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Fog wafted over the silent hilltop, dancing in eerie waves amidst the centuries-old trees, the weathered trunks the sole markers of the lost graves littering the grounds surrounding them.
Shoving his frost-nipped fingers into his stiff jeans pockets, Angus Reed shifted his weight, trying to pump some warmth into his limbs. His cousin Ralph moved slowly, methodically, over the grid they’d compiled.
Gazing up at the slip of a moon glimmering behind the clouds, he whispered, “Come on. Stay out just a while longer.” It was too risky to use any light other than the moon’s, even if it was the observant ranger’s night off. Angus shook his head. The man possessed a level of dedication and fastidious attention to detail the other rangers did not.His leg twitched. The search was taking too long. “Anything?”
They should have found it by now.
“Shh,” Ralph hissed. “I gotta concentrate.”
The twitching intensified. Concentrate quicker.
An owl screeched overhead, sending Angus’s heart racing. He caught a glimpse of its shadow disappearing with the moonlight into the thickening cloud cover“Maybe we should come back another night.”
Ralph’s detector hummed to life.
Angus smiled. He knew it. Too many men had died on this hill. Many left to rot in mass graves, even more unaccounted for—just like his great-great-great-grandpappy.
Why should that woman and her team get all the treasure just because they had a sanctioned dig? His kin died defending this hill. Why should some anthro-archaeologist or whatever she was swoop in and steal what belonged to the families of those lost? Nah. He was taking what was his—a chunk of the history his kin helped shape.The detector whirred to a fevered pitch at the base of a gnarled oak tree, and Angus’s shoulders slumped with hardearned relief. About time.
“Told ya.” Ralph snickered. “Get the shovel—and some light.” The thickening cloud cover left them no choice. They needed some light to work by. Resting the flashlight on the ground would hopefully limit the beam’s reach.
Clutching the handle, he cut into the earth. A foot down, the tip of his metal shovel twanged off a hard shock of resistance. Ralph gaped at him with a tooth-filled grin. Angus couldn’t remember the last time he witnessed his burly cousin smile—the sight bringing the days of them as young ’uns running wild through the Pennsylvania countryside back with a whoosh. Pulling a trowel from his bag, Angus aimed the light downward and set to work uncovering the source of resistance.
Griffin grabbed a flashlight from his desk drawer and slipped it into his belt loop. He preferred the stillness of night, nothing but the moonlight to guide his steps, but the moon had all but disappeared behind the burgeoning blackness of sky about to let loose with rain. Hopefully he’d get his rounds in before it started. Leave it to Hank to get married on a cold, soon-to-be very wet, November night.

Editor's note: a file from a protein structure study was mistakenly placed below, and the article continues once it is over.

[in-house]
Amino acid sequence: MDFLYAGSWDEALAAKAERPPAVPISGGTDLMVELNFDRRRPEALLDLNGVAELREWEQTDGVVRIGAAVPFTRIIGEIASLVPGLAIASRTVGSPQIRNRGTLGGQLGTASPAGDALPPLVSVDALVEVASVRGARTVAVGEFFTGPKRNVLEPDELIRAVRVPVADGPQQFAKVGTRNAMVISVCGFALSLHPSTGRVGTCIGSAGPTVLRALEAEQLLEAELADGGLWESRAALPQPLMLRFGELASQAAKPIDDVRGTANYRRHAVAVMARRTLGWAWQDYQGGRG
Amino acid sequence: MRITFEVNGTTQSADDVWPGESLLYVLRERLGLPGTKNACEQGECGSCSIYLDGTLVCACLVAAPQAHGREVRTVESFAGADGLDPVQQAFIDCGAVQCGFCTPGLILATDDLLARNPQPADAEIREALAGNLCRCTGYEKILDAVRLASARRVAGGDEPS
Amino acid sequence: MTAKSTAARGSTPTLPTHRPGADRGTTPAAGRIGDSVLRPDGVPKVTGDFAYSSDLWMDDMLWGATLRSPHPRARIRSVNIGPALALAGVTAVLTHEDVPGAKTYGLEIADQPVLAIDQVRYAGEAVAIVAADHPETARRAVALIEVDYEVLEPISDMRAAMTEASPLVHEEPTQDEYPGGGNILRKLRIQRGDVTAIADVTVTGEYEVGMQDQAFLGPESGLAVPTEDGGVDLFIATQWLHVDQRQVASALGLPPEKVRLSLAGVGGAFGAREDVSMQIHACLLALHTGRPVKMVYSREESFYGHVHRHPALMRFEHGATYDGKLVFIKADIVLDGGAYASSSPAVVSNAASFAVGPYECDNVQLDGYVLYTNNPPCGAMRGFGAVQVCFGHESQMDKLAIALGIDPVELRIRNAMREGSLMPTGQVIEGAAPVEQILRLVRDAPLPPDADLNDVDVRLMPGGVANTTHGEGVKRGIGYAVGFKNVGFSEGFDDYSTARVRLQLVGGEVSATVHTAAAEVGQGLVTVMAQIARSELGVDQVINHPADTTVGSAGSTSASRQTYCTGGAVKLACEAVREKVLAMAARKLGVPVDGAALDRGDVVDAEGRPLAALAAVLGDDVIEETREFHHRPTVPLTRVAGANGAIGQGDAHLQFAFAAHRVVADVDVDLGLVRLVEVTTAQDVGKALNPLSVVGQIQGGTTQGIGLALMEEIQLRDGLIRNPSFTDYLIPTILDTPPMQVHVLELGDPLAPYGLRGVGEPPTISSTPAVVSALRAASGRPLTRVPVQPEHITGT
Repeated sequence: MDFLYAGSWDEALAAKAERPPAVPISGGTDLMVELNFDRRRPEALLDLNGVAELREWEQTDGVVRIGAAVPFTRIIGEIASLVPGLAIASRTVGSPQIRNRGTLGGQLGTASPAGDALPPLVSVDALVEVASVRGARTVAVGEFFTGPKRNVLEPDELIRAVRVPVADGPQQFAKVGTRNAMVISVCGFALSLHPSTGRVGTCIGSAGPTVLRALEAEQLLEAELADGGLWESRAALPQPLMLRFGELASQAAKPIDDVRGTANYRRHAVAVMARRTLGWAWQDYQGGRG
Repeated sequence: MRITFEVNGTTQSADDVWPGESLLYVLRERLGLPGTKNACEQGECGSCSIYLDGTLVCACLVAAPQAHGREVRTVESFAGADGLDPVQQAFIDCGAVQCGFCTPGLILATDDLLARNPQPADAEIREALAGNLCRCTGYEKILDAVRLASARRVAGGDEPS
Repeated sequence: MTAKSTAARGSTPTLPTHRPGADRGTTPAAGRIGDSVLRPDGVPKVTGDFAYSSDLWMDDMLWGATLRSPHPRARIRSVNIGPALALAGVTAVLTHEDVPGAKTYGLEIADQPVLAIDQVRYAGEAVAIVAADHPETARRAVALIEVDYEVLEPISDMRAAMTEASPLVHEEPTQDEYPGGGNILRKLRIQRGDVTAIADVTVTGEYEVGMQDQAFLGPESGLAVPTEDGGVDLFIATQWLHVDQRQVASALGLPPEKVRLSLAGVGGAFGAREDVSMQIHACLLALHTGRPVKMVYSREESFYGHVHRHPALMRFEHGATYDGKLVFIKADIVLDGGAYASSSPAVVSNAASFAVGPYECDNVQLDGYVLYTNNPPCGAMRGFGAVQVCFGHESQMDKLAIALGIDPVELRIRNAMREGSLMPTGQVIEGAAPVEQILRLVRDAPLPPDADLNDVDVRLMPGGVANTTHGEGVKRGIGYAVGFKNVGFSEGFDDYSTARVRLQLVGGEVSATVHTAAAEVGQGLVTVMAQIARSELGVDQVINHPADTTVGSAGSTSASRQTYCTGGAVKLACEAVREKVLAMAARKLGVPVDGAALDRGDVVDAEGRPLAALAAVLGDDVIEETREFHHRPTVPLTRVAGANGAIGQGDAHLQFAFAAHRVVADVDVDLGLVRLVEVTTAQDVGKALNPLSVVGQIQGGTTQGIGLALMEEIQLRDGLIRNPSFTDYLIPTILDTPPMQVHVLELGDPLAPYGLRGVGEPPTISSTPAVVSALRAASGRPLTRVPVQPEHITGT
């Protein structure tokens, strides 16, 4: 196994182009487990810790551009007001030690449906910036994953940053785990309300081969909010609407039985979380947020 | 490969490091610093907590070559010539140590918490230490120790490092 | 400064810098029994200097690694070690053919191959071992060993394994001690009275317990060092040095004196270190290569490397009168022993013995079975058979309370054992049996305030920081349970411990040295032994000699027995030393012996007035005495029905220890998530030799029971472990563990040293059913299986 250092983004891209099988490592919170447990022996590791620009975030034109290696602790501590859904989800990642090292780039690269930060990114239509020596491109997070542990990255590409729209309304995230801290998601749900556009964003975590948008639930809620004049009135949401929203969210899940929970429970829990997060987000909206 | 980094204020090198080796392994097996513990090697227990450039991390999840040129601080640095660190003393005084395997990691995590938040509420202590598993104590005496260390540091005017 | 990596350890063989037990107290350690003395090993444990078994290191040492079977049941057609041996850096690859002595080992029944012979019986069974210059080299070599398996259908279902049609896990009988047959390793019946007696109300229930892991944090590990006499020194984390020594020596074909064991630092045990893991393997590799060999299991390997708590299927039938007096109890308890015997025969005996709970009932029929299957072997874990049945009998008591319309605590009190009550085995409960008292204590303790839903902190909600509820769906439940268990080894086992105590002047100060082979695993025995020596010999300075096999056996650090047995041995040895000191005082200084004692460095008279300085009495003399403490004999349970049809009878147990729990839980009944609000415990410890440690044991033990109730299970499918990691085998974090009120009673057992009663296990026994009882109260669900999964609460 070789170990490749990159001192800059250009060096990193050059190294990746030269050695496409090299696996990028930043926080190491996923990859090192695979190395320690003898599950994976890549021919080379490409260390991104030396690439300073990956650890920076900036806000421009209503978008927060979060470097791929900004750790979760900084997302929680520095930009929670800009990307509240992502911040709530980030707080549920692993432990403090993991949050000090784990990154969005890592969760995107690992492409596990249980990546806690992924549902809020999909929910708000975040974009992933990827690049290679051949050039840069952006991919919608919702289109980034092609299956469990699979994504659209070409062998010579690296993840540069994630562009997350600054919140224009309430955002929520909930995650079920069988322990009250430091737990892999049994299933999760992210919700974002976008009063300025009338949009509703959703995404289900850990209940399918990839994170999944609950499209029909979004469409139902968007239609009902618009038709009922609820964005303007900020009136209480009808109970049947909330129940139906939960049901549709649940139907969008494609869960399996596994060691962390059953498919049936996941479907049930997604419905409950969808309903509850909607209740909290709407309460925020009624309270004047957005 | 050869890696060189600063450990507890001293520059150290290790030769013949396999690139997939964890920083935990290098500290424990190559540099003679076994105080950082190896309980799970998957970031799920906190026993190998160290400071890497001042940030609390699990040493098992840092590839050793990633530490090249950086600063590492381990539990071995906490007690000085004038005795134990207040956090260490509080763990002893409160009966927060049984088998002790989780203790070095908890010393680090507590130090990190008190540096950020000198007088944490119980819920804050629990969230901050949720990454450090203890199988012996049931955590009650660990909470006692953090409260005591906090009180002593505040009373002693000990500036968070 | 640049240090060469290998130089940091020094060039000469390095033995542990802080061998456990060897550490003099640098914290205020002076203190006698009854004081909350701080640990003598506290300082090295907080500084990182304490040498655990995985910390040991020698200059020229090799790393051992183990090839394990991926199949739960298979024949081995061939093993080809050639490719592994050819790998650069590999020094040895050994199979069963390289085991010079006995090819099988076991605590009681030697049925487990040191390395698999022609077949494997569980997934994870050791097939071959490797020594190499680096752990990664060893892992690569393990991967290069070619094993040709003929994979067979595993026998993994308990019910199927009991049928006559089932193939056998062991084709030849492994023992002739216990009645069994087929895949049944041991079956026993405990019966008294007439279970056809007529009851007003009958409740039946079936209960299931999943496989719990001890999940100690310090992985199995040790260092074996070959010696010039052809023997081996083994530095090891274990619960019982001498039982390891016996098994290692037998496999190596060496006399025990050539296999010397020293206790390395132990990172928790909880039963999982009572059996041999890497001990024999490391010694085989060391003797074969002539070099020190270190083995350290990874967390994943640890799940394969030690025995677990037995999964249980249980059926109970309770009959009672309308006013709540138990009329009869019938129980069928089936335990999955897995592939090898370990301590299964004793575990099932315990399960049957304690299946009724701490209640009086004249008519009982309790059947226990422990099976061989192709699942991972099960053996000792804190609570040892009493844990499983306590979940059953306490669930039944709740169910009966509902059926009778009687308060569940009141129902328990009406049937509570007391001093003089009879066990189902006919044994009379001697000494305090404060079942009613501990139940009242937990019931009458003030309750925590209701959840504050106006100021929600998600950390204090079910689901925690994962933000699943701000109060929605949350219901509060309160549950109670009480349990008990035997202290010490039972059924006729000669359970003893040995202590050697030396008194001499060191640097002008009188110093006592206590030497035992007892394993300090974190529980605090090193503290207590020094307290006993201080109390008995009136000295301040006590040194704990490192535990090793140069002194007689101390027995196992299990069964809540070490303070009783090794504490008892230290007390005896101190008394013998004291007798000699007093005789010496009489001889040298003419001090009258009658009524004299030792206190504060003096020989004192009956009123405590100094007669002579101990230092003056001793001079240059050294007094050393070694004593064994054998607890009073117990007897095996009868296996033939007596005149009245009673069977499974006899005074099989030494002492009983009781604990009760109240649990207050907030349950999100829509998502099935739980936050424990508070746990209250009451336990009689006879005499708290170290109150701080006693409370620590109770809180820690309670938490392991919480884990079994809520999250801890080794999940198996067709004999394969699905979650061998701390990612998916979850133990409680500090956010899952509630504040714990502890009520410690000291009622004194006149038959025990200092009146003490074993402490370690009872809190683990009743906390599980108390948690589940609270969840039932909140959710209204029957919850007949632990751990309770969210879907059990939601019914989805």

Not that he minded swapping shifts. In fact, he far preferred patrolling the park after hours, without the usual throng of tourists—just him and the battles’ casualties sharing the hallowed ground. He’d drive the necessary perimeter, then park behind Devil’s Den and climb to his favorite lookout, which afforded him the best surveying spot outside of the tower. His gun in his holster, he shrugged on his coat and zipped it up. Grabbing his hat off the hook by the station door, he stepped out into the brisk night. The air was thick and held the promise of rain, the fresh scent tantalizingly close.
Clearing the lower grounds, he made it to Devil’s Den before the rain began. After parking his car, he took off on foot from the boulder-strewn area, heading for Little Round Top. Yes, there was a road winding around the back side of the hill famous for the 20th Maine’s heroic standoff, but driving took the fun out of it. This time of year he was likely to see deer—even bats if he was silent enough—blending in with the darkness.Cresting the rise, a faint glow caught his attention.
Halting, he listened.
Two muffed voices.
He crept closer, pulling his weapon. Vandals or relic hunters, most likely. Either way he wasn’t approaching multiple unknowns unarmed.
“There it is!” a man hollered.
“Keep digging,” a second man responded.Griffin’s jaw clenched as the men and the grave they were desecrating came into view.
“Looks like we found ourselves a soldier and some fine artifacts.”
Griffin clicked on his flashlight, holding his weapon steady.
“Oh, I’d say you found yourselves a whole lot more than that.”